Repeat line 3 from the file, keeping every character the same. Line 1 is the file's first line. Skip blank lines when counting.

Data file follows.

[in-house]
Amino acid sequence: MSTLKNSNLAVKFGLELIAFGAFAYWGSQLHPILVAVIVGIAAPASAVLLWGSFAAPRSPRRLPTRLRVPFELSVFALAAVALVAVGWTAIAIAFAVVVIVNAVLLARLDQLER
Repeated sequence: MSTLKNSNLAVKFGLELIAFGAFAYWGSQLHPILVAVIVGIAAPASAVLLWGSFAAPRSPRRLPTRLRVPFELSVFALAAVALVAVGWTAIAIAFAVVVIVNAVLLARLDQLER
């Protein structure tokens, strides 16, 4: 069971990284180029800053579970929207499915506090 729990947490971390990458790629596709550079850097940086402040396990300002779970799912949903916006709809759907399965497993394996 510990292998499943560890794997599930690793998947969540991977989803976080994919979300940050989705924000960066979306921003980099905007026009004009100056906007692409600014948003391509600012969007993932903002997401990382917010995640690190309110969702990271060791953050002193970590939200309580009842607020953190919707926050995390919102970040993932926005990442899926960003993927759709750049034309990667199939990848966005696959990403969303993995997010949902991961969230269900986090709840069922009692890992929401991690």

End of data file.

Repeated sequence: MSTLKNSNLAVKFGLELIAFGAFAYWGSQLHPILVAVIVGIAAPASAVLLWGSFAAPRSPRRLPTRLRVPFELSVFALAAVALVAVGWTAIAIAFAVVVIVNAVLLARLDQLER